1. Define your culture: Hunt uses a simple tool to start the path of cultural definition. Take a pencil and paper and finish this sentence using three adjectives: “Compared to other companies, we are more ____, ____, ____ and less ____, ____, ____.” Take a look at the adjectives and ask, “Why?” By doing this exercise, you will learn what your company’s behaviors are and whether you want to keep and foster them, or jettison them.

2. Communicate your culture: This is your employer branding, which is not to be confused with brand marketing. Employer branding focus on these questions:

Knowing where you stand with these questions will help you determine the values you want to communicate. Hunt utilized website hiring pages from Chaco, Timberland and Nau to illustrate effective employer communication. Each site has a specific feel, a call to action, use of imagery (or lack thereof in Nau’s case) and verbiage that reflects its corporate culture and employment brand. By effectively communicating who they are, the companies not only attract the right cultural fit, but also dissuade those that may not work out well.

3. Assess for fit: Now that your culture is working for you, you need to make sure the people you bring in work with it. Hunt said to use a systematic and structured approach with every candidate and to “know what you’re looking for.”

Trever Cartwright of the Coraggio Group then took the podium and stressed that a company’s most valuable asset is “the integrated brand strategy and culture. This includes people.” Embrace in-the-box thinking, but only after you have created your own box. “Humans need structure,” he said, because without a box, things can get messy.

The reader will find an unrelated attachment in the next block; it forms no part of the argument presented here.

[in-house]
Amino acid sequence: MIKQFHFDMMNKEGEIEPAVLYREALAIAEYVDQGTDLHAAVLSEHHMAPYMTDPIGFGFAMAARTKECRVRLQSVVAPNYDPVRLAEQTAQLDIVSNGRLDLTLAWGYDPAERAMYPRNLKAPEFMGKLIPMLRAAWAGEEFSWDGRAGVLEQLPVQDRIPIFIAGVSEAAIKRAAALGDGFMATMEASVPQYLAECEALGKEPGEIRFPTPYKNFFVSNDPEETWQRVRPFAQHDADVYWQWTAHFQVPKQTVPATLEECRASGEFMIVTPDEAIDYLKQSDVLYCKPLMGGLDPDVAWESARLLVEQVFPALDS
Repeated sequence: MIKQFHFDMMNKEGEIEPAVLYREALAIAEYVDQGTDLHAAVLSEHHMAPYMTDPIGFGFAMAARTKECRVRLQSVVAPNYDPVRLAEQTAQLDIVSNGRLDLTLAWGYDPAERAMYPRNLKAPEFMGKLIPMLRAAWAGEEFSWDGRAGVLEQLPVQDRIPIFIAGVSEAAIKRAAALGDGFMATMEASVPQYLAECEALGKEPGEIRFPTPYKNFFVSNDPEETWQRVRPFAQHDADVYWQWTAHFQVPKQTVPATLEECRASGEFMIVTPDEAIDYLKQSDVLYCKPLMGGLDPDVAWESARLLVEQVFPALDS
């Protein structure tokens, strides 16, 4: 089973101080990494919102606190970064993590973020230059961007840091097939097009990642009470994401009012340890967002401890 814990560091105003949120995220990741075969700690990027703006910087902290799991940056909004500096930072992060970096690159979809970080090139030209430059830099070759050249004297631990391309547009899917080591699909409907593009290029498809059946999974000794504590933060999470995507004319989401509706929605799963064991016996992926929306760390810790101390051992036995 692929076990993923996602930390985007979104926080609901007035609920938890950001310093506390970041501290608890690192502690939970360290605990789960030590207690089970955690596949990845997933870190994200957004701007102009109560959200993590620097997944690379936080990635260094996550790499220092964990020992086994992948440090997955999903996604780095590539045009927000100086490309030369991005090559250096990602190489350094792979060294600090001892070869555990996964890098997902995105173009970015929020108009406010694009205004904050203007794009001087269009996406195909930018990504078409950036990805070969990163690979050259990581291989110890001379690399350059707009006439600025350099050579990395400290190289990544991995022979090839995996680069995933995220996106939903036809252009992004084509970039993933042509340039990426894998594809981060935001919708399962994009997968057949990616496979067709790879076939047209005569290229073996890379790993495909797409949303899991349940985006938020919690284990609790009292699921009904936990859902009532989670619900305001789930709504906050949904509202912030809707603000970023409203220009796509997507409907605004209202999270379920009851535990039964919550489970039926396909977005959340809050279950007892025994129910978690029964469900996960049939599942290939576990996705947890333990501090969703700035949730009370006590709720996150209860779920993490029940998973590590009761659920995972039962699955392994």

Now that the brand strategy and culture are aligned, and your box is created, it becomes important to keep the story alive. Cartwright added, “Don’t forget where you came from; it keeps you humble.” At this point, you begin to fill your culture with people that appreciate accountability and take responsibility. All must be true to the “truth of the culture,” he said. This leads to a disciplined, but not stifling, environment where all activities map to the brand, strategy and culture — and those that do not are jettisoned.

>> The Rise of Your Inner CEO

Dr. Rob Eubanks, Bridge to Solutions

It was conventional wisdom that the four-minute mile could not be run. The human body was not capable of the feat. In 1954, Roger Bannister proved the pundits wrong and defeated the barrier. By doing so, he created a new reality and very quickly the barrier ceased to be.

Speaking to a crowded room, Ron Eubanks started his presentation with this example to point out that barriers and perceptions limit people’s ability to perform and impair the rise of what he calls their “inner CEO.”

According to Eubanks, awareness and objectivity are two key qualities of the highly successful. They allow one, he said, to “step out of existing beliefs and assumptions and consider another reality.” This allows us to create a framework from which to operate, to take us beyond intention and find the “Roger Bannister within each of us.”

He provided a concept, a way of looking at things based on what he dubs “You Inc.” that consists of three components: the CEO, the manager and the technician. He noted that people tend to get bogged down in technician and manager modes — answering emails and voice mails, putting out fires, etc. — and lose time for their CEO’s strategic vision. Problems requiring an intellectual response often get reacted to emotionally. This bogs us down and crowds out our time to effectively operate You Inc.

So how can we spend, as he suggested, one-third of our time as that CEO? He offered five steps:

Executing these steps is not easy, he said. But with patience and persistence, they can become habit. As Eubanks suggested, “Be relentless.”